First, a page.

In the Know – Take charge of your university prep!

In the Know – Take charge of your university prep!

In The Know What's new?

According to UCAS, there are 37,000 undergraduate courses at over 370 universities across the UK! Together with choosing the right course and the right university, there are also many other things young people need to think about before starting their university journey. Here are a few upcoming activities to help your child make the right choice.

UK University Education Fair
Boost Education Service will be running the biggest UK University Education fair for students in London. Young people will have the chance to meet more than 50 leading UK university representatives face to face in one place. They will also be able to receive on-spot assessments, learn about available scholarships and funding, and get one-to-one admission support. This free event will be taking place on Wednesday 24th July from 10.30am. Find out more here

Get Started: Writing a Personal Statement
Birkbeck, University of London is running a free workshop that will help young people to write a unique and interesting personal statement for their university applications. Open to young people who may or may not want to study at Birkbeck, the workshop will help them think about their personal motivations and life experience, start drafting their personal statement and get feedback on your from experienced professionals. The workshop will take place on Wednesday 24th July at 6pm. Find out more here

University Admission Guidance
Crimson Education is running personalised meetings for young people and their parents to learn more about top universities and understanding what it takes to gain admission to these universities. From university selection to interview prep, they want to support you with every aspect of your application process. These meetings are free and will be taking place on Tuesday 30th July from 4pm. Find out more here

GT Scholars is a not-for-profit social enterprise and registered charity. We run after-school and weekend programmes that help young people achieve their academic and career aspirations. Our programmes include tutoring, mentoring and enrichment sessions for young people aged 11-18. Contact us if you would like to know more about any of our programmes and courses.

In the Know – Get an inside look with work experience!

In the Know – Get an inside look with work experience!

In The Know What's new?

Work experience allows young people to discover their strengths and explore all of their options, while also increasing the chance of them finding their dream job after school or university. It also provides a perfect opportunity for them to get a first-hand look into their chosen career field. Here are a few work experience opportunities at top companies that your child can look into.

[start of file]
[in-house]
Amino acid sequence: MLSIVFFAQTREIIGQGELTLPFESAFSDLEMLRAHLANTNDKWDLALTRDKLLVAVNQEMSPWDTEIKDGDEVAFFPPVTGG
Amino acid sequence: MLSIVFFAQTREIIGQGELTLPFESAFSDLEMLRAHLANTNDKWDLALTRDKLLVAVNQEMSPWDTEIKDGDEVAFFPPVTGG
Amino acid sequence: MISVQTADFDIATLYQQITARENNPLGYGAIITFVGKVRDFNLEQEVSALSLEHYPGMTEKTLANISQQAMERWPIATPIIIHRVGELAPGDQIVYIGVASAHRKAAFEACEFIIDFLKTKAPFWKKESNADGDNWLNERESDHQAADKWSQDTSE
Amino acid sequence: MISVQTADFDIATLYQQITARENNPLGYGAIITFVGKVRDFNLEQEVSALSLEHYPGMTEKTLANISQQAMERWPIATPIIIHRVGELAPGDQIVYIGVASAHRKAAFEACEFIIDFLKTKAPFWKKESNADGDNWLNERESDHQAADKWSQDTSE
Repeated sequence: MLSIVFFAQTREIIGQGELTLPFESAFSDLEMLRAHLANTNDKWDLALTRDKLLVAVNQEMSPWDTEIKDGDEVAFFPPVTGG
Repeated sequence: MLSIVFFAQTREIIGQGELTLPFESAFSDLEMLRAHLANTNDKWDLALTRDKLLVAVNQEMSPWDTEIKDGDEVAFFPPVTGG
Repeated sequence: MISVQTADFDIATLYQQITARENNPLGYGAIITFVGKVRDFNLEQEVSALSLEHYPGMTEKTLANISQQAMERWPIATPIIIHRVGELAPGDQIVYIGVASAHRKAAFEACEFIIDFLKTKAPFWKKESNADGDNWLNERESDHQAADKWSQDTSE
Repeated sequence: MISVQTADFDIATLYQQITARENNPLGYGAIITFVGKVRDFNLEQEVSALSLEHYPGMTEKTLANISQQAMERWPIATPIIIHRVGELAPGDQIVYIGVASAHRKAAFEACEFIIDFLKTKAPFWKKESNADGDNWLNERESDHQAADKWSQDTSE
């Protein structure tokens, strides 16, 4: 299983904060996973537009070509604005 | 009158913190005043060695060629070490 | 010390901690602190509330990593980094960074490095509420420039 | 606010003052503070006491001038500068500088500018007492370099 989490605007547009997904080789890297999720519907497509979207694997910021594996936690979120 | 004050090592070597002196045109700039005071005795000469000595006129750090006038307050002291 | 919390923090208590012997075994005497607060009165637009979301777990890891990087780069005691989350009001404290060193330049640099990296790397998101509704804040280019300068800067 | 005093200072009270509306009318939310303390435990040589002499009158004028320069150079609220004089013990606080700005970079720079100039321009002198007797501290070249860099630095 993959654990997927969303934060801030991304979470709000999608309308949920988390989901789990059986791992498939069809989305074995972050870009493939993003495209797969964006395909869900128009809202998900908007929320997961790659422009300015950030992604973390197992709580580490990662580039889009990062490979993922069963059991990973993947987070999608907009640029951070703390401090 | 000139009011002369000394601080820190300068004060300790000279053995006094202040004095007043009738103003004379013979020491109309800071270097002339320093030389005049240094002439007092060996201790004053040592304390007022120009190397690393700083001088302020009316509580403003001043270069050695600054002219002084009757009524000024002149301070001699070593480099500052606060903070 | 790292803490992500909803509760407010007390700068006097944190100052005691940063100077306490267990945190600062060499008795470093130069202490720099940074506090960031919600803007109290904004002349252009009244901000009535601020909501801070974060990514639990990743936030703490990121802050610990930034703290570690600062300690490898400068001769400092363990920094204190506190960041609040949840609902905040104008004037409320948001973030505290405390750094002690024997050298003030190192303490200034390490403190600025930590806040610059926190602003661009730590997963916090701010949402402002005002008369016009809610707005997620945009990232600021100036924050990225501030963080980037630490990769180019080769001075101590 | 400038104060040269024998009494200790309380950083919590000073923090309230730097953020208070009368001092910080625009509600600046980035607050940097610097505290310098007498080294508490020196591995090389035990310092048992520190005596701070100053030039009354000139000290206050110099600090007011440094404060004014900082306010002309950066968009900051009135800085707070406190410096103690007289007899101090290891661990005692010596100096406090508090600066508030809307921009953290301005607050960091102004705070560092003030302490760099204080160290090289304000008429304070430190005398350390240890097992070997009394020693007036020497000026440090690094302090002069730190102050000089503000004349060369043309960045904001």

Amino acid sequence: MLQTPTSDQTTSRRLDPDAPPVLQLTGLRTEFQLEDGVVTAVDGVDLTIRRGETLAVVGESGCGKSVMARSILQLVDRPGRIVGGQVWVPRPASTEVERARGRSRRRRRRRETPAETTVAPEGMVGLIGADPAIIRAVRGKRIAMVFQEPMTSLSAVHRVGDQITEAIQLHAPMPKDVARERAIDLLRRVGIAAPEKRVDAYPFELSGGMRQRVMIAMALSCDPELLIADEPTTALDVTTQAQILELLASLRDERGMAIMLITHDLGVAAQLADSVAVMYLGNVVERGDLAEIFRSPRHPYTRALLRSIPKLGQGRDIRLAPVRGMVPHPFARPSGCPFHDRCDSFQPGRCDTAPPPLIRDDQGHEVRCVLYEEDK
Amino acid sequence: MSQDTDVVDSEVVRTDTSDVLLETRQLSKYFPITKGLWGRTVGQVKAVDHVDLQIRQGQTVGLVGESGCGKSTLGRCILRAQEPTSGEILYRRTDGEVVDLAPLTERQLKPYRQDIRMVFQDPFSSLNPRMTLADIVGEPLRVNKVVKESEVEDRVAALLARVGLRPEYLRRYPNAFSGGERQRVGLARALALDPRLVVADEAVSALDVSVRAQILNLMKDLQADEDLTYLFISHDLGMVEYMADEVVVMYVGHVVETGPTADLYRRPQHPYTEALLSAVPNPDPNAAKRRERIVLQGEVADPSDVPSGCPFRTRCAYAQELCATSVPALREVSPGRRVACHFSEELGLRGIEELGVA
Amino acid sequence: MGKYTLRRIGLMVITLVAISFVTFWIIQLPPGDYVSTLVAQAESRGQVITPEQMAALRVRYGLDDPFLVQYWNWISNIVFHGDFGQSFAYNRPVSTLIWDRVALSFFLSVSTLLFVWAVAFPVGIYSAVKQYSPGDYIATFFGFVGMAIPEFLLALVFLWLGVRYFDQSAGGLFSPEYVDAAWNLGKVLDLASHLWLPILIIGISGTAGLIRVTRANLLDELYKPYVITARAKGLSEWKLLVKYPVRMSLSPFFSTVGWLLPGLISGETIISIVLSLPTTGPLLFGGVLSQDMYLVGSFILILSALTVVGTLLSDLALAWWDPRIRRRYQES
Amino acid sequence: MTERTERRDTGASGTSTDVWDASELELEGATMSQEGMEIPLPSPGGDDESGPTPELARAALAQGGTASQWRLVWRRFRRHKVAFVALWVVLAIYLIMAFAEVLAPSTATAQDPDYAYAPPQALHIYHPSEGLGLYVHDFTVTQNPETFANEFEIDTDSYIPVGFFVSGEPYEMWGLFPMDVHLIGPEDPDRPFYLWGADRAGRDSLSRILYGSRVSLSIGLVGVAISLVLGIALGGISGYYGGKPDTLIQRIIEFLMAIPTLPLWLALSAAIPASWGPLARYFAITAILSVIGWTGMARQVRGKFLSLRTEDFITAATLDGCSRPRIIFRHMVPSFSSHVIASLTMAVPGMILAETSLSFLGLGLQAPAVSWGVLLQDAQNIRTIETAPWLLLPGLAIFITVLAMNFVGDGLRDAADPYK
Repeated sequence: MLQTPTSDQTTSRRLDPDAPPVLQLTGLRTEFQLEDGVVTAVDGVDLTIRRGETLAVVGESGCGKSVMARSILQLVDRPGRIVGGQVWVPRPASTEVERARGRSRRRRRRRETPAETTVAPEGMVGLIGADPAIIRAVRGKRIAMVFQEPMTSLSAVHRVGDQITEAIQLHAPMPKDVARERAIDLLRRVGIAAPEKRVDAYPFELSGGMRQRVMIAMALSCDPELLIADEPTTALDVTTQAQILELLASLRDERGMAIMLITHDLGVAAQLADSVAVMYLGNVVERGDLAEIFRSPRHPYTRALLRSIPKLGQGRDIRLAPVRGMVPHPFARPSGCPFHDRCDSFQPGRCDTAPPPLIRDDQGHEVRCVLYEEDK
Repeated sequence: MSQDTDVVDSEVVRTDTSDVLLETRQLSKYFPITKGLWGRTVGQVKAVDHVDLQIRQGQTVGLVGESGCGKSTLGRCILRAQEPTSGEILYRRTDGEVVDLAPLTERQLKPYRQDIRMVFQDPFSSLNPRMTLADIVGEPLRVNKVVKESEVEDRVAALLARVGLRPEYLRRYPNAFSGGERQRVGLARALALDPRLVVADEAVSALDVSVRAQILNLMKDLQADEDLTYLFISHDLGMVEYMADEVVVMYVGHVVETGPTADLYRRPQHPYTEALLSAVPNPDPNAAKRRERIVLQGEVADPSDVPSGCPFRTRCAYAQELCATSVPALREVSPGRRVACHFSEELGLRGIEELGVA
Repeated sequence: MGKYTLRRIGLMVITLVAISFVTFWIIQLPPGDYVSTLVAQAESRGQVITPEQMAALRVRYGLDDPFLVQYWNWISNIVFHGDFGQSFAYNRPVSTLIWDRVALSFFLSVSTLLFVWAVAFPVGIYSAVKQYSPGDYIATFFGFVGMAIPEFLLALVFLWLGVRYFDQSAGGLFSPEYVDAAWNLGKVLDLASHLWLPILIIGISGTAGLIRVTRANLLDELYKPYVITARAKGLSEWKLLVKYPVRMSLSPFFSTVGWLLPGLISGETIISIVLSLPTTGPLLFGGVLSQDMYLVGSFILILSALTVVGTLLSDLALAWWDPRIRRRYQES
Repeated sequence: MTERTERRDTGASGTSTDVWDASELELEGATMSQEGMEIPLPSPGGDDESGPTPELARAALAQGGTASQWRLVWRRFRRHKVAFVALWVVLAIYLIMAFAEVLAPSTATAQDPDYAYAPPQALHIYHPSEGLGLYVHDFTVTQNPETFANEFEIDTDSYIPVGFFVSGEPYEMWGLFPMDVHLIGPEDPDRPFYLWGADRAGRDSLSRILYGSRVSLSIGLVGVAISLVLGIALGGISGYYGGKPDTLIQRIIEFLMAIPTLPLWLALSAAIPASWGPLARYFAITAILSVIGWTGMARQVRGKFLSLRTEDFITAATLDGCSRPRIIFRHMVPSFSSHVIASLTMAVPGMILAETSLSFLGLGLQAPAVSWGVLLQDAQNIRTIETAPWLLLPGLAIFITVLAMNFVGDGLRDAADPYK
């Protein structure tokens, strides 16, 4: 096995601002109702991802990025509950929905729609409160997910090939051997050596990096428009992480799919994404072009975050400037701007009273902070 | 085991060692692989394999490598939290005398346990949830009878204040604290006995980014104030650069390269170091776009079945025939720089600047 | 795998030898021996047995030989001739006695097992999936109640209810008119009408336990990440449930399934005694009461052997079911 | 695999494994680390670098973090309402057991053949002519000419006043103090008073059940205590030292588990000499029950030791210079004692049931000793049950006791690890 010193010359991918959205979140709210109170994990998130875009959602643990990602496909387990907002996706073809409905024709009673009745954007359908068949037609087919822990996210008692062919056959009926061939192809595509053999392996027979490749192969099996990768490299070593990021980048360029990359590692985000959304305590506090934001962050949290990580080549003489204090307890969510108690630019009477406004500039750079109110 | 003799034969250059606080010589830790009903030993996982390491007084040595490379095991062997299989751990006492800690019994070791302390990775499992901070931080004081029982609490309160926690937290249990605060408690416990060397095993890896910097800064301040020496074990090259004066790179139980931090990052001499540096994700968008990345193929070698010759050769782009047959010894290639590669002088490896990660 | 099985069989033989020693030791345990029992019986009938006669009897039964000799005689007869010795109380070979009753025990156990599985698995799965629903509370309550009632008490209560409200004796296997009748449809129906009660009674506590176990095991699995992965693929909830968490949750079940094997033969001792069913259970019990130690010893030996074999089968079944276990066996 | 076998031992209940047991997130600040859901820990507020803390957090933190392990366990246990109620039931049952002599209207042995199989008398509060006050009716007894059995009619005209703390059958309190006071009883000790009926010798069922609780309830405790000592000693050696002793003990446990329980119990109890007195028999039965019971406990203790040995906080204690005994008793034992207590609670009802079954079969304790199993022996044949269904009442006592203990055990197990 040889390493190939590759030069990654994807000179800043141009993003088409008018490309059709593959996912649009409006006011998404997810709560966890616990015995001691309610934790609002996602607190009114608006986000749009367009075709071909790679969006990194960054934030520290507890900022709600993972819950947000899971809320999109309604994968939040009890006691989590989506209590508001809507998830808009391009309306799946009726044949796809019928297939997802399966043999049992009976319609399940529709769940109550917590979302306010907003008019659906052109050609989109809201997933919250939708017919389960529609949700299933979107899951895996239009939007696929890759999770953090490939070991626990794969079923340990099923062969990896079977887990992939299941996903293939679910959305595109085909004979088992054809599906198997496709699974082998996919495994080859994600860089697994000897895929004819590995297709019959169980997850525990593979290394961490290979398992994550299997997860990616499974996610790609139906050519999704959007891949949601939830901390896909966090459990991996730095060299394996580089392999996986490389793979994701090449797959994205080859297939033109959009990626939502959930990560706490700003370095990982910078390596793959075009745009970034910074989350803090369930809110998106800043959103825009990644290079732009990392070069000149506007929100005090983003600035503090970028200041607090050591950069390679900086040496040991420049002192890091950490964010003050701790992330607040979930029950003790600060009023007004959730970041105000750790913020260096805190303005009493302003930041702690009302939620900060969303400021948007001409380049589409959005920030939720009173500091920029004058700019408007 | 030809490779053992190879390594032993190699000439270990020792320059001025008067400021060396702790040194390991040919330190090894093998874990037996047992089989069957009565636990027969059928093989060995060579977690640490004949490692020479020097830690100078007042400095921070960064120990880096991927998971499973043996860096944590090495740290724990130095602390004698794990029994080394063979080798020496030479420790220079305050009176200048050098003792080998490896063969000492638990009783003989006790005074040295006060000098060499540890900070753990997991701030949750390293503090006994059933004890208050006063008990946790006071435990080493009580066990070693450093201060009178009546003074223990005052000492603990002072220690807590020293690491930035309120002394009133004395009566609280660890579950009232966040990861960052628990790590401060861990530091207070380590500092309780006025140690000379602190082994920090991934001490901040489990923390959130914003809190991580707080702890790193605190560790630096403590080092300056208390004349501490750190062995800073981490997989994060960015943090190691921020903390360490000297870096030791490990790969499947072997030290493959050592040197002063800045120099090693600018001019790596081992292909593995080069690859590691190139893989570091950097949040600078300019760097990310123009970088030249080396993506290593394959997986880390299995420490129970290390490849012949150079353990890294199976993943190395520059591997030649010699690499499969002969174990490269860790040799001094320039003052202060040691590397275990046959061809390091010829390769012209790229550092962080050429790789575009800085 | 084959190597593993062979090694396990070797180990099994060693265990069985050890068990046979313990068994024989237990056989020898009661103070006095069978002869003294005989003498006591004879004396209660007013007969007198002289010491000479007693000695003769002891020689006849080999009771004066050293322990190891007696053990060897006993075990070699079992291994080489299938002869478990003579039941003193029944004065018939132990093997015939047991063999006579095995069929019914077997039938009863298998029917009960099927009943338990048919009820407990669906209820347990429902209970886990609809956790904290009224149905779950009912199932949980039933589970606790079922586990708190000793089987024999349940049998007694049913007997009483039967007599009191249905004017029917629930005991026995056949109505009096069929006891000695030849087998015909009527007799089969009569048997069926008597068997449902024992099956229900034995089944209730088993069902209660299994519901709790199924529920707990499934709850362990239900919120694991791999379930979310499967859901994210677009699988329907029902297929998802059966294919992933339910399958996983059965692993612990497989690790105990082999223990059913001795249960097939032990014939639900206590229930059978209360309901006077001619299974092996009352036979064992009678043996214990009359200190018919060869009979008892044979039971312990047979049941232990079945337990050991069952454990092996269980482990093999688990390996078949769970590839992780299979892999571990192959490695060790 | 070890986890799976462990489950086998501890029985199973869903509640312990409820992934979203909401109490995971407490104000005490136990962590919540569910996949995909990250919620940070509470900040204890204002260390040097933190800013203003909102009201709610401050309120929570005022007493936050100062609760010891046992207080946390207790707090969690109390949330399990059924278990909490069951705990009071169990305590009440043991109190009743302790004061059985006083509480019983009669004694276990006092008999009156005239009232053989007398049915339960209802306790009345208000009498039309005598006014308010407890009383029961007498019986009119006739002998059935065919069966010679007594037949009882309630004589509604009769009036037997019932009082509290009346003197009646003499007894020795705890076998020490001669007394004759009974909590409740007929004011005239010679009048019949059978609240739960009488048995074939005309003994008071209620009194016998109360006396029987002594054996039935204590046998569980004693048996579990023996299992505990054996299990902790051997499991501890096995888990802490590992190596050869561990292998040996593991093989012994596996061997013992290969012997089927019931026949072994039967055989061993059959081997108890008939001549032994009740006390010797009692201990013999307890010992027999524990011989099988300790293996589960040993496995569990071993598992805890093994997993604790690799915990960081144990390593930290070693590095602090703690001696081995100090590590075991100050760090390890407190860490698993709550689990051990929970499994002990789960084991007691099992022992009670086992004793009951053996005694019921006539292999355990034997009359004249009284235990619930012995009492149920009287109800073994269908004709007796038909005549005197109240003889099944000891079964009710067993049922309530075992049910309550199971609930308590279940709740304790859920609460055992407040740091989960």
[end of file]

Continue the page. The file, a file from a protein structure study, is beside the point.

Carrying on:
Lockheed Martin
Lockheed Martin is a global security and aerospace company that is primarily engaged in the research, design, development, and manufacturing of advanced technology for various fields, from aeronautics to space. They offer a two-week work experience programme that aims to support young people aged 14-18 with making their future career decisions. Applications are currently open for their work experience programme, and you can find out more here

Arcadis
Arcadis is a leading design, consultancy, and engineering firm that operates across a wide range of sectors including infrastructure, water, environment and buildings. Their Inspiring Futures work experience programme is designed for students aged 14-19 who are passionate about the environment, engineering and buildings. The week-long programme consists of a number of interactive sessions including team-building, challenges, and an office-based experience. Applications are currently open and you can find out more here.

Bentley
Bentley is a top-tier automotive company that aims to create extraordinary cars for extraordinary customers. They offer a work experience programme that aims to give young people aged 14-19 a taste of what it’s like to work at Bentley. This week-long programme is offered in their Engineering, Manufacturing and Commercial departments and will involve getting first-hand experience in your chosen area and gaining an insight into the day-to-day running of their business. Applications are currently open and you can find out more here

GT Scholars is a not-for-profit social enterprise and registered charity. We run after-school and weekend programmes that help young people achieve their academic and career aspirations. Our programmes include tutoring, mentoring and enrichment sessions for young people aged 11-18. Contact us if you would like to know more about any of our programmes and courses.

In the Know – Broaden your minds this Summer!

In the Know – Broaden your minds this Summer!

In The Know What's new?

It’s important for young people to keep their minds active this Summer. One way they can do is by immersing themselves in fun, new experiences. This week’s activities are perfect for getting the ball rolling on a season filled with learning exciting things and building new skills.

Apollo 11 Family Festival
The Science Museum in South Kensington is running a free family festival celebrating the 50th Anniversary of the Apollo 11 mission to the Moon, featuring hands-on activities led by space scientists and enthusiasts. The festival will include a chance to experience life as an astronaut, finding out what happened to all the Moon rocks, discovering how your body changes in space and much more! It is taking place from Saturday 20th to Sunday 21st July and is suitable for 11-14 year olds.  Find out more here